By the time his weeklong engagement at the Village Vanguard rolled around in September, however, Rosenwinkel had switched back to his D’Angelico NYSS-3 New York—the same ax he had played on 2003’s Heartcore and 2005’s Deep Song, as well as 2008’s intensely visceral Remedy: Live at the Village Vanguard, a sprawling double-CD featuring the guitarist stretching out with his working quintet at the time: tenor saxophonist Mark Turner, pianist Aaron Goldberg, bassist Joe Martin, and drummer Eric Harland. Rosenwinkel explains his switch back to the D’Angelico this way: “I was in Portugal to play a gig with the Orchestra de Jazz de Matosinhos, doing big band arrangements of some of my tunes, and I took the D’Angelico there because I like the way it responds to the distorted sound when I’m playing the legato lead stuff. Also, it’s just such a familiar ax for me that I realized I could express myself better on that guitar because I know where I can push it, where I have to be delicate, what it can do, and what it sounds like when playing on each part of the fretboard. So there was a comfort zone that I got back to with that instrument. A Moffa guitar is like a Bosendorfer piano, where you have to really learn a new technique to play it, and I had a great experience playing the Moffas—but I brought the D’Angelico to the Vanguard because I wanted to have that trusted friend there.”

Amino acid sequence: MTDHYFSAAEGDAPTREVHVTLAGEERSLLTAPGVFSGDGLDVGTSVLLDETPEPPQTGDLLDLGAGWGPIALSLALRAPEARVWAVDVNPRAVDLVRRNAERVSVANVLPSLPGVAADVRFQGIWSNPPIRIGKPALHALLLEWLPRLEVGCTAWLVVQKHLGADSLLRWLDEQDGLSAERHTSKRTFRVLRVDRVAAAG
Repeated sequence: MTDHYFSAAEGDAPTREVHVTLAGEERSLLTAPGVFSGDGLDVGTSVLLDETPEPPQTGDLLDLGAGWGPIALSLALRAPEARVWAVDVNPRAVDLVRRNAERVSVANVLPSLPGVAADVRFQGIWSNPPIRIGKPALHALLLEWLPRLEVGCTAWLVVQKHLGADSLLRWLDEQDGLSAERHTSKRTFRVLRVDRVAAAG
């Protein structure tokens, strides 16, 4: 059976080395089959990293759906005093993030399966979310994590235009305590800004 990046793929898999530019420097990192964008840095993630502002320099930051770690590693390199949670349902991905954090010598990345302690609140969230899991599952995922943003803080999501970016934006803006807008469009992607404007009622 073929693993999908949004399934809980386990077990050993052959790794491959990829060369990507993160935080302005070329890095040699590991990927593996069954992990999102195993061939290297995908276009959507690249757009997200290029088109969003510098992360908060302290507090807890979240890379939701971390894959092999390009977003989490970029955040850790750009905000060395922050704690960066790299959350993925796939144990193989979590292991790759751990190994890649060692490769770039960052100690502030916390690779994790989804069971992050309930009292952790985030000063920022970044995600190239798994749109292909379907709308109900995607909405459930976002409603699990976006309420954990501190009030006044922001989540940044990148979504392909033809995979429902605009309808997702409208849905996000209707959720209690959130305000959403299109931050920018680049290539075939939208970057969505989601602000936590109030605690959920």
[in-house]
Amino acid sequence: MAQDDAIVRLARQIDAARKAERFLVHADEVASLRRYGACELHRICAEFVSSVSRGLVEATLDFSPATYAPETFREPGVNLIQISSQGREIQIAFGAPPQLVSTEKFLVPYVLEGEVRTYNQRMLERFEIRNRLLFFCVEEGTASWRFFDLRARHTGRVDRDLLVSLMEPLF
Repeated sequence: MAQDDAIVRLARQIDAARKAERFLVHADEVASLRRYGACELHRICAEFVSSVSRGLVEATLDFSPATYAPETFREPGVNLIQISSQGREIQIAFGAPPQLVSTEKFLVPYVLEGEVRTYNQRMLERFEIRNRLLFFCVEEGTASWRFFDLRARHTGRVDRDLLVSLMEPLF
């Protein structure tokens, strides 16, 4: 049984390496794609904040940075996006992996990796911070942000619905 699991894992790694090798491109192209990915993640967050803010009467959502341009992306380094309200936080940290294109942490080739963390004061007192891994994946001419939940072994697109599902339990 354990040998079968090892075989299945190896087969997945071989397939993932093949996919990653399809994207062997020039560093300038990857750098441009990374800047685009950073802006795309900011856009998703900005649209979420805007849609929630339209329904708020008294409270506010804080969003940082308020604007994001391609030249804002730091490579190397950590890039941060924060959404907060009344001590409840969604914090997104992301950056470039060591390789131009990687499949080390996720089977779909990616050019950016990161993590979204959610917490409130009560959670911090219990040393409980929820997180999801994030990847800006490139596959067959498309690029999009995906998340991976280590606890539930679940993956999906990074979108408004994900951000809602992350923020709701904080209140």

During his engagement at the Village Vanguard, Rosenwinkel played his D’Angelico (with a recently added Seymour Duncan ’59 pickup) through his Harry Colby-modified Fender Twin Reverb amplifier. His distortion, which he used very sparingly on this gig, came from a 1984-vintage Pro Co Rat pedal. And his subtle touches of delay came from an Eventide TimeFactor. “I used to use a Line 6 delay, but with this Eventide pedal you can change the amount of delay with an expression pedal, which is very useful for me creatively when I’m trying to bridge the gap between playing the guitar and hearing pianistic harmony,” he explains. “You can also push the pedal down after you play a chord and the chord will be held with the delays intact. Then you can play another chord on top of the first one and get that kind of tertiary harmony and build more complex voicings. I’m always searching for ways to extend the expressiveness of the instrument from a sonic perspective.”